In calculating the critical sedimentation volumes of the particles, the actual conditions of water density and kinematic viscosity were accounted for and taken according to the mean temperature of the channels; the density of the starch particles was measured in the laboratory via the volumetric method. Using a spreadsheet, the critical sedimentation volume was calculated for different particle sizes. Given that the settling volume is associated to the surface area of the channels, we calculated the volume that can be applied to remove a specific particle size at different channel lengths.

Amount of starch retained in the channels and visual determination of particle size

The profile conformed by the slurry was constructed in four operation sessions along the channels and an average tendency of the areas under the curve was estimated in order to establish (in percentages) the amount of starch retained per channel.

To verify the size of the particles retained in the different sections of channels evaluated through microscopy studies, particle size was determined by using an optical microscope with a 100X objective, that together with the microscope eyepiece (10X) determined a total magnification of 1000 to 1. To facilitate reading the size of particles, the microscope eyepiece had a millimeter ruler that permitted having a direct reading in µm. The microscope image was captured by using digital photography; to distinguish the starch particles, these were stained with an iodine solution. A drop of the sample from the settling channels was added to the glass slide followed by a drop of iodine solution, which upon contact, generates a purple coloring. The glass slide was covered with another slide and immersion oil was applied to avoid diffraction.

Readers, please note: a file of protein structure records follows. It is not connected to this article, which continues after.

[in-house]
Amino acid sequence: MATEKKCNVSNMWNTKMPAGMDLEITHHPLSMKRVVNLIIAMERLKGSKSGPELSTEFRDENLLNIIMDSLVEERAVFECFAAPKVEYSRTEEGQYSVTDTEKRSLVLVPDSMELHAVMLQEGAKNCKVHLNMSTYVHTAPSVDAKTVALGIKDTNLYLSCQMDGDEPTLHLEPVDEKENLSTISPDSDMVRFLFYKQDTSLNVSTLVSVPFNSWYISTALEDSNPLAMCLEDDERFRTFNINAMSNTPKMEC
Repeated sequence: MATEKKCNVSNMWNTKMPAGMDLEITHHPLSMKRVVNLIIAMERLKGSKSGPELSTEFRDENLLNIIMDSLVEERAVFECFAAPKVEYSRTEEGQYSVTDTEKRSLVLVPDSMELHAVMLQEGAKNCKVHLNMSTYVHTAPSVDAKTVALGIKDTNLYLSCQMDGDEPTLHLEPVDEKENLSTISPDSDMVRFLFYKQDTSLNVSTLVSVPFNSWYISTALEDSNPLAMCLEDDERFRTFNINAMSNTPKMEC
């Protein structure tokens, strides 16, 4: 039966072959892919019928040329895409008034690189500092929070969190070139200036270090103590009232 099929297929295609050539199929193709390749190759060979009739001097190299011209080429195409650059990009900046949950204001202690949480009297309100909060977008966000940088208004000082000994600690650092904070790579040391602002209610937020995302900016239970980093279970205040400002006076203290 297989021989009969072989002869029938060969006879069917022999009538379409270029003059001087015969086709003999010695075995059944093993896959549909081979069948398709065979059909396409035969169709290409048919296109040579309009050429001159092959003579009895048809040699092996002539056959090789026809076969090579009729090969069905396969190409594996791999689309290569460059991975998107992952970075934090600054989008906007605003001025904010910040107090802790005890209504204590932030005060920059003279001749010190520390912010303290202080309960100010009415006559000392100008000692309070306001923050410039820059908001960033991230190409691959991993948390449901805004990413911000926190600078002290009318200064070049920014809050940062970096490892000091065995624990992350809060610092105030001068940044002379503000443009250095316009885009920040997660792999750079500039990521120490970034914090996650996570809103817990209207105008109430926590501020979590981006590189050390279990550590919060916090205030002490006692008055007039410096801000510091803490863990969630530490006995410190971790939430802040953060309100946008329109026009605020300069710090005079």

To keep from interfering in the settling process and the possible resuspension of the sedimented material, samples were taken from the supernatant water of the channels. The determined size of particles is of those not retained at the specific point where the simple was taken, assuming that particles bigger than those identified are those retained in the channels.

Results

Determination of the change in the concentration of the slurry entering the sedimentation zone

Figure 2 shows the behavior of the sedimentable solids during four strainer operation sessions. According to these results, the concentration of the slurry was classified into the three conditions presented by Sajeev et al. (2002), as shown in Table 1.

It is noted that most of the time (approximately 20 minutes: 80%), settling of discrete particles predominates, for which the Stokes equation may be applied to predict their behavior. In a rallandería with a configuration of settling channels similar to that of the study, Tischer and Moreno (2004) found that the concentration of the slurry varied from 7.3% at the start of the screening to almost zero after 15 to 20 minutes, which is in agreement with findings in this study.